Homologous Topologies in the Site Specific Environmental Installation
An undulating cosmos shimmers before us like water, at first concealing the spectral image of the edge of a laptop keyboard and a pair of hands. The morphologies of the world are an amalgam of mind and matter unfolding across time and space. Ink is a metonym for an order of intensive processes that are shared across the natural world. It can function equally as an index of the embodied interior state of mind and spirit, channeling qi through its material instantiations, and recording and preserving the flows of motion even in stillness.
Black bleeds into white with a liquid grace. The surface of the rice paper becomes mountain ranges, valleys, and striated ground, shuddering as it swells with ink. A formless horizon, a flash of light, blinding white gives way to a hand holding an invisible brush, painting the shadow forms of mountains and water—shan-shui, the Chinese word that signifies landscape. This landscape, however, is not primarily composed of images. It is a series of homologous flows and processes that give way to shape-shifting forms. It is an amalgam of intensities flowing at a common frequency. Busy red blood cells merge and morph into vermilion ink moving in rivulets across rice paper, swollen with fluid. The crystalline geometries of light and movement in water shape-shift into a maze of rectilinear lines that rearrange themselves into uncanny genealogies of roots and branch, forking paths that fracture into rhizomatic root-scapes, before giving way to rushing river currents that swirl and eddy in their precise-wild dance of mathematics and physics and topological transformation.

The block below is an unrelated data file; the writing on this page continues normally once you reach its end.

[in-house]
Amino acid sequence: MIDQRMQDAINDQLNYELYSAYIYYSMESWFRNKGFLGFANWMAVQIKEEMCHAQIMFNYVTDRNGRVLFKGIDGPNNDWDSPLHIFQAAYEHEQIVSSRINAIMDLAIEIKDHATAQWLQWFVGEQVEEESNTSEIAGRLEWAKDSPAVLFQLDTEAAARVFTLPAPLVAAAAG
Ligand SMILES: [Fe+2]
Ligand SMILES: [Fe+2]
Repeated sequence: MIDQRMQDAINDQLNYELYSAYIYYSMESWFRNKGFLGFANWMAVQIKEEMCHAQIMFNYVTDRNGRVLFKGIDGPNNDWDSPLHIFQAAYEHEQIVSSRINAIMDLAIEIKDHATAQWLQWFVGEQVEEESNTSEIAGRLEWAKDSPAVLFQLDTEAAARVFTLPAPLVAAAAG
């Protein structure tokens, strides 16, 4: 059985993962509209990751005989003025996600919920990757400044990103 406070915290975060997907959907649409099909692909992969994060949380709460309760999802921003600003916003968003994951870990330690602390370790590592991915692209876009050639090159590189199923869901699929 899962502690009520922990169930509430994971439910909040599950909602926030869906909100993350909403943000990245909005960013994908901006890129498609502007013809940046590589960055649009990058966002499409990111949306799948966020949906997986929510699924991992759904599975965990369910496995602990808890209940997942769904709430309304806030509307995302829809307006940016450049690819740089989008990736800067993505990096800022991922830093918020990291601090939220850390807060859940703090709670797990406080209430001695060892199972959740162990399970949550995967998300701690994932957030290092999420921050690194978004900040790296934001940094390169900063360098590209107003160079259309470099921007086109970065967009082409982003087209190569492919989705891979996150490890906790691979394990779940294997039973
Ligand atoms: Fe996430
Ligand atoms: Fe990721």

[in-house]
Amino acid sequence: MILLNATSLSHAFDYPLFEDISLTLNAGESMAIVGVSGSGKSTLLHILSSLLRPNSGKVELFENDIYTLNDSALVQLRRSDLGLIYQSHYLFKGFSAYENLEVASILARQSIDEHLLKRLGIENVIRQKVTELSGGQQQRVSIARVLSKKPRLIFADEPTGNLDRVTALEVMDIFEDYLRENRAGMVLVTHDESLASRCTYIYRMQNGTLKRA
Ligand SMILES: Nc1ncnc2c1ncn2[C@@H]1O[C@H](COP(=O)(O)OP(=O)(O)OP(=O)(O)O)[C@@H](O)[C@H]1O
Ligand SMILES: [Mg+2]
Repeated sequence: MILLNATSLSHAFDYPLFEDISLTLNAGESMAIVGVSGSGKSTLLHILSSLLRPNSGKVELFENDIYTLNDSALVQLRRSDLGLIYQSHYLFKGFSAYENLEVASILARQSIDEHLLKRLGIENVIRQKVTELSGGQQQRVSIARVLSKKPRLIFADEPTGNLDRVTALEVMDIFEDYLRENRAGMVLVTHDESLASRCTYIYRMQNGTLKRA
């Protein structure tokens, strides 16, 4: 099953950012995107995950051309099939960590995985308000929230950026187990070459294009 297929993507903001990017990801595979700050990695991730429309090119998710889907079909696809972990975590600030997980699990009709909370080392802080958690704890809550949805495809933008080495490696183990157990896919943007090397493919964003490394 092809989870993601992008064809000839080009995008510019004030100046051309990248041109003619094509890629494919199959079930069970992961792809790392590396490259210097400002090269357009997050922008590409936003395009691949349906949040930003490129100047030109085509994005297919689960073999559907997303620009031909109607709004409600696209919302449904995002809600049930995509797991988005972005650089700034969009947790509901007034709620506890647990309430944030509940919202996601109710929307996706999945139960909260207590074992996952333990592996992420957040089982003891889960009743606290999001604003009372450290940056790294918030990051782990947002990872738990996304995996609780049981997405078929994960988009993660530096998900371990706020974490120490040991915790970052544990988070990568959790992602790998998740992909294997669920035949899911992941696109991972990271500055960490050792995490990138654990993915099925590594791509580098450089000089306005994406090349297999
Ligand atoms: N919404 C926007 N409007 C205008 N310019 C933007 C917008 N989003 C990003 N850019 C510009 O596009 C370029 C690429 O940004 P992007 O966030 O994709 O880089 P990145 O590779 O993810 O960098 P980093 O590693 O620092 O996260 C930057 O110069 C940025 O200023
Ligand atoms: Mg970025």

Static line can be rendered to make motion. The curving arc of water forming waves can move without moving. Its movement is latent, implied, understated, understood. The stark dynamism of waves from ancient ink painting shares a secret language of form with dancing waves of neon that leap and surge with a visual intensity as the current accelerates. Roiling white water offers an incantation of forms found in nature. Swirling bubbles emerge from water black as ink. The fractal language of ink maps onto aerial views of mountain that stretch themselves outwards across space at the lithic speed of geology, unfolding into ordered ranges of stolid persistency, yet moving—like the waves and the water—nonetheless.
The expanding ink blot opens into time and space like the mouth of a black hole, or the pupil of an eye, opening to consume light. It is both aperture and void. It is a landscape of homologous topologies—“geometric properties and spatial relations” that share a common structural logic or shared formal ancestry. There is an intrinsic rhythm to its movement and a mysterious yet rigorous logic to its modes of transformation. Like the mythological creature, the chimera, it is both hybrid and shape-shifting.
Maya Kóvskaya, PhD
Data, Algorithm and Beyond, Art Basel | Hong Kong Film Sector, 2017
The Pacific Project: Zheng Chongbin, Orange County Museum of Art, Newport Beach, California, 2016
Structures, Sotheby¡¯s S|2, Hong Kong, 2016
Zheng Chongbin: Wall of Skies, Ink Studio, Beijing, 2015
Personal Structures: Crossing Borders, European Cultural Centre, Palazzo Bembo and Palazzo Mora, Venice, Italy, 2015
Guanuan Shanzhuang Collection, California
GD Collection, Geneva
C3 Collection, Hong Kong
3095 Kerner Blvd, #D
San Rafael, California